En EspaÑol

Q. Who is Mr. Smarty Plants?

A: There are those who suspect Wildflower Center volunteers are the culpable and capable culprits. Yet, others think staff members play some, albeit small, role. You can torture us with your plant questions, but we will never reveal the Green Guru's secret identity.

Help us grow by giving to the Plant Database Fund or by becoming a member

Did you know you can access the Native Plant Information Network with your web-enabled smartphone?

Share

Ask Mr. Smarty Plants

Ask Mr. Smarty Plants is a free service provided by the staff and volunteers at the Lady Bird Johnson Wildflower Center.

Search Smarty Plants
    
 
See a list of all Smarty Plants questions
Can't find the answer in our existing FAQs, submit a question to Mr. Smarty Plants.
Need help with plant identification, visit the plant identification page.
 
rate this answer
1 rating

Monday - April 29, 2013

From: Pacific Plsds, CA
Region: California
Topic: Invasive Plants, Cacti and Succulents
Title: Runaway Agave Americana from Pacific Palisades CA
Answered by: Barbara Medford

QUESTION:

We live near open space on Santa Monica Mountain State Park. Our Association planted non-native, invasive Agave Americanas all over the adjacent slopes, and we are trying to get the exploding pups and forest of mature ones removed, or controlled. Three are now sending up stalks. Can we prevent seeding if we remove the individual flower stalks before they dry and split open? The rhizomes are bad enough, but seeds could more easily spread to our precious park land. I'd much appreciate some advice. Thank you for all you do. We have seen Mrs. Johnson's works in our, and other states. Jill Bowman

ANSWER:

We don't quite know how to tell you this, but not only is Agave americana (American century plant) native to California but, according to this USDA Plant Profile Map, it is also native to Riverside and San Diego Counties, which is close enough to be considered native to the area. We found no indications that it was considered invasive, but you might want to read this Dave's Garden Forum page with several negative comments on the dangers of trying to remove it.

In answer to your  question on taking down the bloom stalk before it seeds out, you can certainly do so, but you will miss quite a show if you don't let the bloom stand for a while. And, the plant is going to die anyway. Century Plants live for from 8 to 40 years (not a century) before they bloom and, once they have bloomed, they die. They have been storing up the energy to reproduce all those years and then they are done.

You didn't say what Association planted the agaves, but if they are on State Park land, it would be up to the management of that park to determine whether they were to be removed and how it was to be done.

Here are links to some previous Mr. Smarty Plants answers on removing an agave:

Removing the pups

Removing the mother plant

Reasons to remove an agave

Cutting the stalk off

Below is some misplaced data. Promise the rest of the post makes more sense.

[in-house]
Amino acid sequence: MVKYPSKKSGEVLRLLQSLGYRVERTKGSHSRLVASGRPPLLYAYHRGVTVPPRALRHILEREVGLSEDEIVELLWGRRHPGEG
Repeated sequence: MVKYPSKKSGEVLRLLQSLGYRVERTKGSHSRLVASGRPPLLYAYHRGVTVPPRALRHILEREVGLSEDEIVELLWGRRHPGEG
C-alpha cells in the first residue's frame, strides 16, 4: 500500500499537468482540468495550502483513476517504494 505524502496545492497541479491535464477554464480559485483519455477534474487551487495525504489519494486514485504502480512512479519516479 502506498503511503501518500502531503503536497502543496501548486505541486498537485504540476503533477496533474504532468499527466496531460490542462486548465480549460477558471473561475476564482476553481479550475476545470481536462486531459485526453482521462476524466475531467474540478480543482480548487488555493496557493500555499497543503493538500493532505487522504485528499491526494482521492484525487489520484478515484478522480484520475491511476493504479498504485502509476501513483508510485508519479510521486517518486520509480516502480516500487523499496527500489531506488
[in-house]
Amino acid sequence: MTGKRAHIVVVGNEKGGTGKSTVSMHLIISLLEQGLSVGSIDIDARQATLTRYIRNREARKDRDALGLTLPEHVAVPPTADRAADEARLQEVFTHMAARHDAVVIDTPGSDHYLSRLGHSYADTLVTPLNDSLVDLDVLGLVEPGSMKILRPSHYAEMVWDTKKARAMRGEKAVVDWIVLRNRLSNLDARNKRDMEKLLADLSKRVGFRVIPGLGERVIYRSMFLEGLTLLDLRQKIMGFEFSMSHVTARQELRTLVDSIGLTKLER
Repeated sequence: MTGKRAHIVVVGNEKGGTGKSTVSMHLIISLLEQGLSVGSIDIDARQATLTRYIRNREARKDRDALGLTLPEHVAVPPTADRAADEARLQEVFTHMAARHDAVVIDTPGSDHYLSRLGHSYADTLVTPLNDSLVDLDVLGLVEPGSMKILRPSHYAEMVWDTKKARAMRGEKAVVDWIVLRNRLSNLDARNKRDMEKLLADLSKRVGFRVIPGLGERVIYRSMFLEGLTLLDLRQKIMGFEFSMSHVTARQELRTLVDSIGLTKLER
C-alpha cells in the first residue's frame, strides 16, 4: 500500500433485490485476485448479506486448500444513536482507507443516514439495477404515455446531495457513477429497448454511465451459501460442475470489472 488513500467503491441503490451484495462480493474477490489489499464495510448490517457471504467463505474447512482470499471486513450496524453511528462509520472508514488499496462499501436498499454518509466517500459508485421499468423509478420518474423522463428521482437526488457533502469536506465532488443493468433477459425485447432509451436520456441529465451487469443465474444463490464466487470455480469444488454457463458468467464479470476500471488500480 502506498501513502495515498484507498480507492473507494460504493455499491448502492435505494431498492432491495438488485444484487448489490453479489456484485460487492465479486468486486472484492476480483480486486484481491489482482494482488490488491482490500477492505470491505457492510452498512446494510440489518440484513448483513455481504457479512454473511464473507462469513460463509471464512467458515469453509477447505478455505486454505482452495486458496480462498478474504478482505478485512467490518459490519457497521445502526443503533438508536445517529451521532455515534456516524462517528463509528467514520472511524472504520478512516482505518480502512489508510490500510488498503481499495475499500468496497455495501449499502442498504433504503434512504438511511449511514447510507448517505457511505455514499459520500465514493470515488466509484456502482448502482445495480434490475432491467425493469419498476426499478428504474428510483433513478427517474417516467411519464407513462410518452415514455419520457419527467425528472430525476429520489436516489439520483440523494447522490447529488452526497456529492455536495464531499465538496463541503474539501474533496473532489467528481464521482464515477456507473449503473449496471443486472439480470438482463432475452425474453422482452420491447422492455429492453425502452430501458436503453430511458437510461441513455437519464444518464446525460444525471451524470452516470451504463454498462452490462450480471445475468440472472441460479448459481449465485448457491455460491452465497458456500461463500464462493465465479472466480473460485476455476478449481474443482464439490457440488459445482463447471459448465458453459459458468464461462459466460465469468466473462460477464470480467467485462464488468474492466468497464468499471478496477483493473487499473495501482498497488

Bottom line: Cutting down and destroying the blooming stalk will certainly prevent seeding any more agaves, but the pups around those plants are the main source of propagation for the plant. Attacking any of those projects means attacking the mature plants, which is going to be plenty tough.

 

From the Image Gallery


American century plant
Agave americana

American century plant
Agave americana

American century plant
Agave americana

More Cacti and Succulents Questions

Why is my Agave suffering in Mesa, Arizona?
August 06, 2009 - I live in Mesa AZ, and have an agave that we planted 7 years ago. It grew like crazy with hardly any care whatsoever, until I cut off some of the bottom leaves and 'pups' about a month ago. Recently...
view the full question and answer

Native plants for full sun and low maintenance
May 13, 2006 - I have volunteered to plant flowers/bushes around a sign at my church. I want to plant indigenous plants so the maintenance is low but I also want attractive plants. The soil is clay and the locatio...
view the full question and answer

Plants for pool area in Florida
May 09, 2008 - My husband and I have a pool with 4 planters and are looking for plants that we can put into our screened in pool area. We live in Central Florida and looking for ideas of plants that are slow growin...
view the full question and answer

Plants for 100 gal. pot by pool from Ft. Worth TX
June 23, 2012 - What North Texas evergreen — or combination of evergreen plants, bushes or trees — could thrive in a huge, 100-gallon clay pot (immovable!) that is situated in full sun year round in an exposed area n...
view the full question and answer

Container plants for Yakima WA
May 11, 2013 - My condo complex has purchased large, pottery pots for around our pool. I need to choose low maintenance plants. hopefully something that takes limited water, etc.
view the full question and answer

Smarty Plants's Facebook profile Support the Wildflower Center by Donating Online or Becoming a Member today.

Mr. Smarty Plants wants you to be his Facebook friend. Click the Facebook icon to add yourself to Mr. Smarty Plants list of friends.
E-NEWSLETTER | BECOME A MEMBER | DONATE NOW | MEDIA | SITEMAP | STAFF
© 2015 Lady Bird Johnson Wildflower Center